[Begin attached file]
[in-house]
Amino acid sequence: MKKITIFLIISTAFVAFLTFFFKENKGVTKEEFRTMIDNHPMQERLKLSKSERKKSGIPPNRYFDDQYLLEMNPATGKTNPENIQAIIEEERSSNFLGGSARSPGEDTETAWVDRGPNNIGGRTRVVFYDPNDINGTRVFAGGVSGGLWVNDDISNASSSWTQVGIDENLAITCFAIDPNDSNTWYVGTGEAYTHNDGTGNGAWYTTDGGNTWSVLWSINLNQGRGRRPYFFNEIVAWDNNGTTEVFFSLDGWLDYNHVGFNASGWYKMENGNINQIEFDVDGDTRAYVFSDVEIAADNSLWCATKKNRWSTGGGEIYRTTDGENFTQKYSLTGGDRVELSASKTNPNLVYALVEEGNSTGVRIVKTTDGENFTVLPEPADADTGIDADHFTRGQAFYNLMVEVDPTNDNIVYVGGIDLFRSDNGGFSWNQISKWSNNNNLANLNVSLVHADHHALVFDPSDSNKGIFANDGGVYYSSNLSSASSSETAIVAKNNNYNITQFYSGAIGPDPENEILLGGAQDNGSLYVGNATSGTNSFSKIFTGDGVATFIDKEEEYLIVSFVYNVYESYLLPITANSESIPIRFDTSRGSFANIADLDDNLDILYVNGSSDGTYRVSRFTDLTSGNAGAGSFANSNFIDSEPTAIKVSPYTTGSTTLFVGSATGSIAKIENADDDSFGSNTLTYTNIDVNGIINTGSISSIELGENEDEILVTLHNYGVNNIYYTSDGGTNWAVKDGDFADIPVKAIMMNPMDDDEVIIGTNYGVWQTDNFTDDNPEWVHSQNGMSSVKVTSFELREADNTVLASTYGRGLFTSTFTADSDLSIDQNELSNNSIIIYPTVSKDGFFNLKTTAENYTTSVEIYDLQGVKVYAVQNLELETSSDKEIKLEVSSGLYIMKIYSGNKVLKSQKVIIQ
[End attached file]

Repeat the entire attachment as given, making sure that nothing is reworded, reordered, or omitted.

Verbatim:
[in-house]
Amino acid sequence: MKKITIFLIISTAFVAFLTFFFKENKGVTKEEFRTMIDNHPMQERLKLSKSERKKSGIPPNRYFDDQYLLEMNPATGKTNPENIQAIIEEERSSNFLGGSARSPGEDTETAWVDRGPNNIGGRTRVVFYDPNDINGTRVFAGGVSGGLWVNDDISNASSSWTQVGIDENLAITCFAIDPNDSNTWYVGTGEAYTHNDGTGNGAWYTTDGGNTWSVLWSINLNQGRGRRPYFFNEIVAWDNNGTTEVFFSLDGWLDYNHVGFNASGWYKMENGNINQIEFDVDGDTRAYVFSDVEIAADNSLWCATKKNRWSTGGGEIYRTTDGENFTQKYSLTGGDRVELSASKTNPNLVYALVEEGNSTGVRIVKTTDGENFTVLPEPADADTGIDADHFTRGQAFYNLMVEVDPTNDNIVYVGGIDLFRSDNGGFSWNQISKWSNNNNLANLNVSLVHADHHALVFDPSDSNKGIFANDGGVYYSSNLSSASSSETAIVAKNNNYNITQFYSGAIGPDPENEILLGGAQDNGSLYVGNATSGTNSFSKIFTGDGVATFIDKEEEYLIVSFVYNVYESYLLPITANSESIPIRFDTSRGSFANIADLDDNLDILYVNGSSDGTYRVSRFTDLTSGNAGAGSFANSNFIDSEPTAIKVSPYTTGSTTLFVGSATGSIAKIENADDDSFGSNTLTYTNIDVNGIINTGSISSIELGENEDEILVTLHNYGVNNIYYTSDGGTNWAVKDGDFADIPVKAIMMNPMDDDEVIIGTNYGVWQTDNFTDDNPEWVHSQNGMSSVKVTSFELREADNTVLASTYGRGLFTSTFTADSDLSIDQNELSNNSIIIYPTVSKDGFFNLKTTAENYTTSVEIYDLQGVKVYAVQNLELETSSDKEIKLEVSSGLYIMKIYSGNKVLKSQKVIIQ